INTRODUCTION

The recent trend toward more extreme periods of drought has been a shock to the residents of the Pacific Northwest – many of whom have relied upon heavy wateruse in the summer months in order to make a living (i.e. producers of grass seed and sod, berries, or nursery crops), or to maintain their landscapes at high levels (i.e. certain homeowners, recreational facilities, or commercial properties). Furthermore, population growth has reached the point where even an average year of precipitation has proven insufficient for urbanities that had not previously experienced issues with water scarcity (McDonald et al., 2011). This modern climate scenario has forced people of the Pacific Northwest, and people from all around the world, to rethink their water-use strategies, as the global trend has shifted toward greater sustainability (Tilman, 2001; McDonald et al., 2011). One potential mitigation strategy for cool-humid regions, such as Oregon's Willamette Valley, is to utilize rainwater-harvesting systems to alleviate freshwater demand (Kinkade-Levario, 2007). Rainwater harvesting is a logical choice for this climate zone because the average annual precipitation (42.7-in for Corvallis, OR) is sufficient for the majority of its crop production, however, this precipitation occurs almost exclusively in a nine-month period spanning from fall to spring (US Climate Data, 1981–2010). Although annual precipitation is adequate, irrigation is still required for at least three months of every year. This study considered rainwater harvesting to be ideally suited for the cool-humid Willamette Valley; the excess rainfall in the wet season that could be stored for use in the summer months, thus decreasing demand for municipal water by an equivalent amount.

It should be stated that rainwater harvesting is not a novel idea; there have been studies dating back to the 1980's and earlier that have shown significant watersavings when retrofitting homes with new features like rainwater-harvesting systems (Boers et al., 1982, Karpisack et al., 1990). Even before that, golf courses, sporting complexes, and industrial sites alike were making use of this strategy. However, their methods typically consisted of catching rainwater via surface runoff and storing it in retention ponds (Ferguson, 1998), which is a strategy that is less applicable to the small-acreage homeowner who wants to irrigate their property without having to turn half of their backyard into a pond. Fortunately, there are alternative methods of rainwater harvesting that make a lot more sense in a residential setting, where irrigated land is small in relation to the roof-area for which rain can be easily harvested. This study documents the construction of two distinct rainwater-harvesting systems (an aboveground cistern and a belowground AQUABLOX matrix storage system), and gives insight into their advantages and disadvantages.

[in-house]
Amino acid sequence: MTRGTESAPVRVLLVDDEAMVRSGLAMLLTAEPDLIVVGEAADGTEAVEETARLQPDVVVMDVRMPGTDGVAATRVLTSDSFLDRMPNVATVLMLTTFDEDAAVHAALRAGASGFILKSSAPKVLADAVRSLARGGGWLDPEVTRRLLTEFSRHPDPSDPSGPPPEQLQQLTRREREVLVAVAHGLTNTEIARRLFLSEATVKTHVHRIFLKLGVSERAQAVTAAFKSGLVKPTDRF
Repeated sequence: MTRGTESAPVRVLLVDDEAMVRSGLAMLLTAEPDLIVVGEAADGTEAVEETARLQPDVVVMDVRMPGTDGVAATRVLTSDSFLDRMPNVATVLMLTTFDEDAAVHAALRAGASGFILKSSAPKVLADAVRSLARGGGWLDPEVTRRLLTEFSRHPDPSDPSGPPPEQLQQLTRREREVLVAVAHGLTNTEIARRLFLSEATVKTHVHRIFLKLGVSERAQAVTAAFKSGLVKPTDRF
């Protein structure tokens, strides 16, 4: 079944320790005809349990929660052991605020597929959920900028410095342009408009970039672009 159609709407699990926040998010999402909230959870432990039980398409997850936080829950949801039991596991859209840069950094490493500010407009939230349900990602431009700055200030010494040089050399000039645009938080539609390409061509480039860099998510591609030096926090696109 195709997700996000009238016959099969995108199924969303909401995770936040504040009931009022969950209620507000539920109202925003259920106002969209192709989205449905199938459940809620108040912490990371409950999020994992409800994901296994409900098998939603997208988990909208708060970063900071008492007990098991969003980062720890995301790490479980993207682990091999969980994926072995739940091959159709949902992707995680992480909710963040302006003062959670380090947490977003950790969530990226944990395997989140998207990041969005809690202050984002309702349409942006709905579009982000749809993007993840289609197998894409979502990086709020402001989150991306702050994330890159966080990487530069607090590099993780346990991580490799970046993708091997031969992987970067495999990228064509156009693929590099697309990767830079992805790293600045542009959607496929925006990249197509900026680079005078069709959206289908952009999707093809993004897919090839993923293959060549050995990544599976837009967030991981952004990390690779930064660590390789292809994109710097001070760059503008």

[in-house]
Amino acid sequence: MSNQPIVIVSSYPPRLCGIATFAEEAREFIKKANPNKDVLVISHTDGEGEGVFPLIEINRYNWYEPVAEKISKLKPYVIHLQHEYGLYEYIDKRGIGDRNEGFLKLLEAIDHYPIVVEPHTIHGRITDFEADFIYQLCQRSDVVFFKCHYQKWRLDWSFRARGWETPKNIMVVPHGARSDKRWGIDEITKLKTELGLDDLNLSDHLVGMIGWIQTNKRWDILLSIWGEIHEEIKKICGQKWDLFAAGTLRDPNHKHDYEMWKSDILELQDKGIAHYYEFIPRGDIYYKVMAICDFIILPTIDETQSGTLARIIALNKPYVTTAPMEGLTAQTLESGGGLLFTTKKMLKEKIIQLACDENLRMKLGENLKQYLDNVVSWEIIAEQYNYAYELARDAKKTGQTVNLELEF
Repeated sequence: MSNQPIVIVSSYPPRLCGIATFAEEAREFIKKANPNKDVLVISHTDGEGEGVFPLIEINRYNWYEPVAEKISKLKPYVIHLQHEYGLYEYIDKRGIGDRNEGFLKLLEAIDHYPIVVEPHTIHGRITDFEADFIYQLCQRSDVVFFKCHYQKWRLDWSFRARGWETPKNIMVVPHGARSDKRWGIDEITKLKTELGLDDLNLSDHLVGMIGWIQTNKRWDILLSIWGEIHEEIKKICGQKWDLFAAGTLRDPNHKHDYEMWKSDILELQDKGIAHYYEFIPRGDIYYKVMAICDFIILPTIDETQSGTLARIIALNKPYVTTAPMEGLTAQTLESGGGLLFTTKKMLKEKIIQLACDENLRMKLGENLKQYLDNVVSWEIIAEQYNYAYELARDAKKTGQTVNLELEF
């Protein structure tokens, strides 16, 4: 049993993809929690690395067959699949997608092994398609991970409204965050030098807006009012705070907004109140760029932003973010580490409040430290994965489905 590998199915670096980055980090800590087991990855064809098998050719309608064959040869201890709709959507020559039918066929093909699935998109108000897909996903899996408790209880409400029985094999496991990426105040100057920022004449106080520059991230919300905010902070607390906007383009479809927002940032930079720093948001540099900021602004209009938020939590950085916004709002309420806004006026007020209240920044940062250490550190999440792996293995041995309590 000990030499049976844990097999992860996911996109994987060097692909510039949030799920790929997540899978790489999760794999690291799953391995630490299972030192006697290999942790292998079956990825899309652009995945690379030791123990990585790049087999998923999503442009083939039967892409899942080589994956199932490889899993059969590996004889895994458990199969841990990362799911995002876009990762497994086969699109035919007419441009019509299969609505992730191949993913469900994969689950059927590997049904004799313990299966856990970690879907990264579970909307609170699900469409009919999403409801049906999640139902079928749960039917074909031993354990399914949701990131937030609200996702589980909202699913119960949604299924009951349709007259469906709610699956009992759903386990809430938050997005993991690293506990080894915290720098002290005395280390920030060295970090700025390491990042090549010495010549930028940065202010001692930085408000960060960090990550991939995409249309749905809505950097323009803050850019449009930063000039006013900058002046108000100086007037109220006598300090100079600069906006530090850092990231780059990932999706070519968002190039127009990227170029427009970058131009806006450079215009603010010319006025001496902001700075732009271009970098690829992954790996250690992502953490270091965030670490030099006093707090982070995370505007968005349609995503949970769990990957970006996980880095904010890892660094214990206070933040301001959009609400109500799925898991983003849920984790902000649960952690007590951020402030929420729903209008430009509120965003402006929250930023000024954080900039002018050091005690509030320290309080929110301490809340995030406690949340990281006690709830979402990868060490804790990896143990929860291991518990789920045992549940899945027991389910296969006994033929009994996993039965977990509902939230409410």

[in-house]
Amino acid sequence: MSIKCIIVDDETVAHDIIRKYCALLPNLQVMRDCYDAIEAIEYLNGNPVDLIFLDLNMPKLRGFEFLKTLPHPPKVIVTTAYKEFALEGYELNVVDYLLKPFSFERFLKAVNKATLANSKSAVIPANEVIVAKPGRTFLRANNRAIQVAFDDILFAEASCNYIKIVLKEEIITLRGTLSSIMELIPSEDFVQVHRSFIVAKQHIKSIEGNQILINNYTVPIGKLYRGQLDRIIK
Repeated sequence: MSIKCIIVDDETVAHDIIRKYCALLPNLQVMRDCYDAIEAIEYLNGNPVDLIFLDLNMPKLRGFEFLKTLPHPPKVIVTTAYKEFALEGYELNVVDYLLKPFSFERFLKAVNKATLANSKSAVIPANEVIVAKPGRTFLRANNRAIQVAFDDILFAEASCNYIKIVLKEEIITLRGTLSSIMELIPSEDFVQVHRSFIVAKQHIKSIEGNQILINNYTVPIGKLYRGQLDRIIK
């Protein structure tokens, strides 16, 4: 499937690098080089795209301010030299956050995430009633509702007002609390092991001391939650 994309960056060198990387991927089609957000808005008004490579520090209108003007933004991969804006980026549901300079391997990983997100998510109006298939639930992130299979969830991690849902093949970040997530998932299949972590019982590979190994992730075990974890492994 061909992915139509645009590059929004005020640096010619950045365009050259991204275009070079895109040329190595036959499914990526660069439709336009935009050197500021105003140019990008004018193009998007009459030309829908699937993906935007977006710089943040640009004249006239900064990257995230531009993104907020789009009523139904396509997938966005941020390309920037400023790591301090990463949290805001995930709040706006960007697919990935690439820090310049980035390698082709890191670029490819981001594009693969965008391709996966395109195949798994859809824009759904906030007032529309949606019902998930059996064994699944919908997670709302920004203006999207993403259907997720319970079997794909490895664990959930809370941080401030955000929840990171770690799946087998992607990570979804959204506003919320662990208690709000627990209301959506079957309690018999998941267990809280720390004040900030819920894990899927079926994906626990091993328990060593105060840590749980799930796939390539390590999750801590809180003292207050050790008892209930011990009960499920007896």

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Author notes

1–4. Department of Horticulture, Turfgrass Management Program, Oregon State University, Corvallis, OR 97331-7304.